|1908||23x15px Australia (1)||3–1*||Great Britain (3)||Worple Road (G)||London, United Kingdom|
|1909||23x15px United States (3)||4–0*||23x15px Australia (1)||Double Bay Grounds (G)||Sydney, Australia|
|1910||23x15px United States (4)||5–0||23x15px Australia (2)||Germantown Cricket Club (G)||Philadelphia, United States|
|1911||Great Britain (6)||3–2*||23x15px United States (5)||West Side Tennis Club (G)||New York, United States|
|1912||Great Britain (7)||3–1||23x15px United States (6)||??? (G)||Pleasure Gardens, Folkestone|
|1913||23x15px Canada (1)||3–2*||Great Britain (4)||Worple Road (G)||London, United Kingdom|
|1914||23x15px Australia (2)||5–0*||23x15px Canada (1)||??? (G)||???, Vancouver|
|1919||Australia (3)||4–1||France (1)||Double Bay Grounds (G)||Sydney, Australia|
|1920||United States (5)||5–0*||Australia (3)||Double Bay Grounds (G)||Sydney, Australia|
|1921||United States (6)||5–0||Denmark (1)||West Side Tennis Club (G)||New York, United States|
|1922||United States (7)||5–0||Australia (4)||West Side Tennis Club (G)||New York, United States|
|1923||United States (8)||5–0||Australia (5)||West Side Tennis Club (G)||New York, United States|
|1924||United States (9)||5–0||Spain (1)||Germantown Cricket Club (G)||Philadelphia, United States|
|1925||Japan (1)||3–2*||United States (7)||Germantown Cricket Club (G)||Philadelphia, United States|
|1926||United States (10)||5–0*||Japan (1)||??? (G)||Tokyo, Japan|
|1927||United States (11)||4–1||Hungary (1)||Germantown Cricket Club (G)||Philadelphia, United States|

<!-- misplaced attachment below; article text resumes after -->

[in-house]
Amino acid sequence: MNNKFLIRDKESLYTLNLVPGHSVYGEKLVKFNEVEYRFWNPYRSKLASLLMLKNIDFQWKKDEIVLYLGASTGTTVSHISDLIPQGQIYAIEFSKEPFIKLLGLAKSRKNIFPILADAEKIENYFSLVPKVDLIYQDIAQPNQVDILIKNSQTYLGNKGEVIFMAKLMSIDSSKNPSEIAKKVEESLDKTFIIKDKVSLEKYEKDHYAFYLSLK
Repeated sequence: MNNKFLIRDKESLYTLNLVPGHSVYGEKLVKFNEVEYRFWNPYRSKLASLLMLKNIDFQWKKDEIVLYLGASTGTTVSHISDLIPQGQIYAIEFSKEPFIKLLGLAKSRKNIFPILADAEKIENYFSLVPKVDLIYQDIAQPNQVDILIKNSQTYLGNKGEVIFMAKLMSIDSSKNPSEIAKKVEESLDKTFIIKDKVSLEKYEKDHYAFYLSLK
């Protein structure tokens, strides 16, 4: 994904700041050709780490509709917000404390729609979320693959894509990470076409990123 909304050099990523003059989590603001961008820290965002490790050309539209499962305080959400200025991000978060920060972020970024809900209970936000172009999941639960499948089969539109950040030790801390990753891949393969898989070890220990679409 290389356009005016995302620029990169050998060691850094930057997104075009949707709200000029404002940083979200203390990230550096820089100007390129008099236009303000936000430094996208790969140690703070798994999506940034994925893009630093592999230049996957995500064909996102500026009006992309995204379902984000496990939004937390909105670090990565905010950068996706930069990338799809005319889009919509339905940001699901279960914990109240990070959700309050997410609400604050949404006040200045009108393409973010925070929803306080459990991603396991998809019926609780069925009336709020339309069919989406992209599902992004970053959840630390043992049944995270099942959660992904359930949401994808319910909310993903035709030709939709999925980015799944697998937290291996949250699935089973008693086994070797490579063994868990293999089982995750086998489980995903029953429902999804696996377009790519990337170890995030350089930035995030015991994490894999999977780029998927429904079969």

|1928||Italy (1)||3–2*||United States (8)||Town & Tennis Club (G)||Chicago, United States|
|1929||Great Britain (8)||4–1*||Italy (1)||??? (C)||Rome, Italy|
|1930||Great Britain (9)||4–0||Italy (2)||??? (G)||London, United Kingdom|
|1931||France (1)||3–2*||Great Britain (5)||??? (G)||London, United Kingdom|
|1932||France (2)||3–2||United States (9)||Stade Roland Garros (C)||Paris, France|
|1933||France (3)||3–2||United States (10)||Stade Roland Garros (C)||Paris, France|
|1934||Australia (4)||5–0||France (2)||Stade Roland Garros (C)||Paris, France|
|1935||United States (12)||3–2||Australia (6)||??? (G)||Melbourne, Australia|
|1936||Australia (5)||4–1||United States (11)||??? (G)||???, United States|
|1937||United States (13)||4–1||Australia (7)||??? (G)||Melbourne, Australia|
|1938||United States (14)||5–0||Yugoslavia (1)||Germantown Cricket Club (G)||Philadelphia, United States|
|1939||United States (15)||3–2||Australia (8)||Merion Cricket Club (G)||Haverford, United States|
|1946||United States (16)||5–0||Australia (9)||West Side Tennis Club (G)||Forest Hills, United States|
|1947||United States (17)||3–2||Australia (10)||West Side Tennis Club (G)||Forest Hills, United States|
|1948||United States (18)||4–1||Australia (11)||West Side Tennis Club (G)||Forest Hills, United States|
|1949||United States (19)||3–2||Australia (12)||West Side Tennis Club (G)||Forest Hills, United States|
|1950||Australia (6)||4–1||United States (12)||West Side Tennis Club (G)||Forest Hills, United States|
|1951||Australia (7)||4–1||United States (13)||White City Stadium (G)||Sydney, Australia|
|1952||Australia (8)||5–0||United States (14)||Memorial Drive Tennis Centre (G)||Adelaide, Australia|
|1953||Australia (9)||3–2||United States (15)||Kooyong Stadium (G)||Melbourne, Australia|
|1954||Australia (10)||4–1||Great Britain (6)||White City Stadium (G)||Sydney, Australia|